AIHA made the same request in a letter to OSHA four and a half years ago.
In a March 30 letter to OSHA chief Dr. David Michaels, AIHA President Cathy L. Cole, CIH, CSP wrote: “While technological change and a growing body of research and practice demonstrate even more clearly that a hearing conservation standard for construction workers is practical and necessary, OSHA has in essence not moved on this issue in this time period.
“ndeed, for over 26 years construction workers have not been afforded the same legal protections from hearing loss as their industrial counterparts. Over 700,000 workers are at risk and many lose significant hearing after only 10-15 years on the job.”
According to AIHA, as of December 2009 this issue remains relegated to ‘Long-Term Actions’ on the OSHA agenda, “essentially removed from consideration at this time, with no timetable set for any additional consideration,” writes Cole.
“Many workers on construction sites are exposed to noise at levels likely to result in hearing loss, and hearing loss is common among long-term construction workers. OSHA should develop a regulation addressing hearing conservation on construction sites using consensus standards and demonstrated good practices. The ANSI A10.46-2007 standard has been accepted nationally by broad sections of the construction industry for two years now, and the acceptance of the Washington state construction hearing construction regulation by the construction industry in that state has demonstrated that employers are willing and able to adopt the practices required by that regulation.
“We encourage OSHA to look at worker exposure assessment/compliance methods similar to the Lead in Construction Standard and the draft Silica standard. In both of these cases, specific job tasks are listed along with specific protection that must be provided to the worker at the start of the job unless there are historical empirical data to show otherwise. The employer then has the option to use traditional IH exposure assessments to provide data demonstrating that a lower level of protection is adequate.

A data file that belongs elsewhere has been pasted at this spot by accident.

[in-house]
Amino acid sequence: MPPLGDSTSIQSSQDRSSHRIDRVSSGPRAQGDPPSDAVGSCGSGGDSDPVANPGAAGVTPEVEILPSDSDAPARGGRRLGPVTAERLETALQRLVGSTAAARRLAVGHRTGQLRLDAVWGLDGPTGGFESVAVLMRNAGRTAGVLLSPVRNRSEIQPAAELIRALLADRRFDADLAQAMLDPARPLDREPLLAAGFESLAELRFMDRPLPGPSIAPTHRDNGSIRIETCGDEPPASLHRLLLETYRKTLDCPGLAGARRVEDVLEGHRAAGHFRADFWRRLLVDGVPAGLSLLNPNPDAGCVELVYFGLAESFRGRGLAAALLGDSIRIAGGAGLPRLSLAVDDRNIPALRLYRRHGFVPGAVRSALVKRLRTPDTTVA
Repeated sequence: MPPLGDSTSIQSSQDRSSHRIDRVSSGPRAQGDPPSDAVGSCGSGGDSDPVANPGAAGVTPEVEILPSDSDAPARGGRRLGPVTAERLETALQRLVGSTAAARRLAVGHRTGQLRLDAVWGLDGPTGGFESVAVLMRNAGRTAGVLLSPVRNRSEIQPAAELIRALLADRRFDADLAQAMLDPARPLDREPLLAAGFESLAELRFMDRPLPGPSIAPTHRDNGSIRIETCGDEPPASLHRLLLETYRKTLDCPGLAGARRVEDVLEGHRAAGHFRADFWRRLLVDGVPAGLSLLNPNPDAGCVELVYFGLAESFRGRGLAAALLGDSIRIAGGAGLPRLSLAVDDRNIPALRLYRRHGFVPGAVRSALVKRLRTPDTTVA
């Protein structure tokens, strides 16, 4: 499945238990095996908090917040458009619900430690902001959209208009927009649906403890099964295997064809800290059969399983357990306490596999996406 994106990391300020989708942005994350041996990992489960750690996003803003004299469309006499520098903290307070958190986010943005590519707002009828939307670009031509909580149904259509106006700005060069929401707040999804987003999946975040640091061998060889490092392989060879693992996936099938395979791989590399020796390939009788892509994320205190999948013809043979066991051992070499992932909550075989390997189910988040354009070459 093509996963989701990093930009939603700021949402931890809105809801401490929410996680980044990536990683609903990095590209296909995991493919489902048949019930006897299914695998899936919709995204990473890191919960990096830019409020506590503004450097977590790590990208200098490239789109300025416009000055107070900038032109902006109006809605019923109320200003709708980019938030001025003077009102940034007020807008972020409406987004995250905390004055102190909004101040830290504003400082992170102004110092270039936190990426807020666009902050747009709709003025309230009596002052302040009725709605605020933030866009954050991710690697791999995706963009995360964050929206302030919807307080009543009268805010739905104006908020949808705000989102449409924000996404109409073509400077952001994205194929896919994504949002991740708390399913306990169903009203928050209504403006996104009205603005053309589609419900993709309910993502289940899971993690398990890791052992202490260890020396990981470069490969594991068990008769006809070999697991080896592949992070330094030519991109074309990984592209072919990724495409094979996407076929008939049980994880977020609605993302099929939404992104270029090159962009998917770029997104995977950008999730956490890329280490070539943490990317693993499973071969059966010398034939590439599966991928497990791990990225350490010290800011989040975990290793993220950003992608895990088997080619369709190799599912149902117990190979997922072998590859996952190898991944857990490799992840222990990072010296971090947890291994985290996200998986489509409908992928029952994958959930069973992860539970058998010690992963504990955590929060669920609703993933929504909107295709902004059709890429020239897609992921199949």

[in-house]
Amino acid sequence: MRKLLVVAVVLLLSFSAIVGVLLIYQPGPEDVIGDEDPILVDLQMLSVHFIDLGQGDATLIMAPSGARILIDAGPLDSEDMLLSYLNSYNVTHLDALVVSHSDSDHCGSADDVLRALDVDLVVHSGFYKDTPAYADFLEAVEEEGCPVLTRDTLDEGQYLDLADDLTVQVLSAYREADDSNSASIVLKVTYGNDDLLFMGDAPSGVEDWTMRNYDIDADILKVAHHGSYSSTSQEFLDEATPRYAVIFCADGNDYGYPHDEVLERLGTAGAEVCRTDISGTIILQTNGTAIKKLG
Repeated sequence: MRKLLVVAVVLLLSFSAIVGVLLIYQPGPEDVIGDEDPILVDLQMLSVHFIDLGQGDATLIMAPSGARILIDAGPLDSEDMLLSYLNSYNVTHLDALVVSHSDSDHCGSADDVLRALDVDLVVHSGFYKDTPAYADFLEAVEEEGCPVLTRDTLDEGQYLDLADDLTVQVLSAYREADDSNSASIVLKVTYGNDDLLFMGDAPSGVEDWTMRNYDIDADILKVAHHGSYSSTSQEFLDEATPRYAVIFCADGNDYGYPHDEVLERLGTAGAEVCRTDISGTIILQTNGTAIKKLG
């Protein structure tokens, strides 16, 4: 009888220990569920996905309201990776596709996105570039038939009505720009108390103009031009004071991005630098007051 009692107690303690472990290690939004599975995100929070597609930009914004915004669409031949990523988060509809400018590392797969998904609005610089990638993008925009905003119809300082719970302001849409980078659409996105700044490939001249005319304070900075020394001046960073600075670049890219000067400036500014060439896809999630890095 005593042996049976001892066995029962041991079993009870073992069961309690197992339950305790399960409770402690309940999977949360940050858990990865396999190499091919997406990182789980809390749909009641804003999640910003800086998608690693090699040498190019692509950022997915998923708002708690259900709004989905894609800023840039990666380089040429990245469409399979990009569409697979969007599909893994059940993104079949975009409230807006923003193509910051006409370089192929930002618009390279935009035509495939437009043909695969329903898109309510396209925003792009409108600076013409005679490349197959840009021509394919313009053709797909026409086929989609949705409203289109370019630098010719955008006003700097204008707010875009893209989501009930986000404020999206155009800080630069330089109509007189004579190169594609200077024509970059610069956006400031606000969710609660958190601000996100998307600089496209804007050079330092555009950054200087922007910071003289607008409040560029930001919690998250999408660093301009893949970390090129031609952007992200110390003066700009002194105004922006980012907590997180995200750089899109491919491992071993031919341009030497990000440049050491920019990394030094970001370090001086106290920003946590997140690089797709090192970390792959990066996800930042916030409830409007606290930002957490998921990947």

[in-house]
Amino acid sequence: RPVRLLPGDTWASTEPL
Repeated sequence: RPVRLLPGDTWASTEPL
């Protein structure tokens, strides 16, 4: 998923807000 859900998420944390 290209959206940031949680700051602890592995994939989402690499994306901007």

“We encourage OSHA to aggressively enforce its existing construction noise standard. Noise is the most common occupational health hazard, but it isn't even on the top 10 list of OSHA violations. In FY 2007, more than 17,000 construction inspections resulted in only 27 OSHA noise violations being cited. Citations for the weak current construction hearing conservation provision, 1926.52(d)(1) are even rarer, with only an annual average of 14 such citations recorded for the entire period of 2005 through 2009. Enforcement should consider approaches such as citing where the same work task is conducted for the entire day and limited measurements indicate exposures greatly exceeding levels associated with TWA exposures >90 dBA. Lack of protective equipment availability and enforcement for such tasks could and should be considered presumptive evidence of violations.
“Although engineering and administrative noise controls are the preferred strategy for exposure reduction, use of HPDs to prevent hearing loss on construction sites is often unavoidable. An effective HPD program must exhibit these characteristics:
- HPDs must be readily available on the jobsite.
- HPDs must be appropriate for the designated use. Because HPD use can be a barrier to essential auditory communication, HPDs must be selected based on exposure, task, and need. HPDs with frequency attenuation characteristics that allow better verbal communication are now available. Workers must be given a choice of several HPDs to achieve one with the best fit.
- Users must be trained on effective HPD use. All employees expected to use hearing protection devices should receive training on correct use and care.
- The HPD selected for use must be well accepted by users and be comfortable.
“We respectfully request OSHA to begin efforts to move expeditiously forward on a hearing conservation standard for construction. As a first step in this process, we urge OSHA to publish a proposed rule in 2010,” concludes AIHA President Cole’s letter to Dr. Michaels.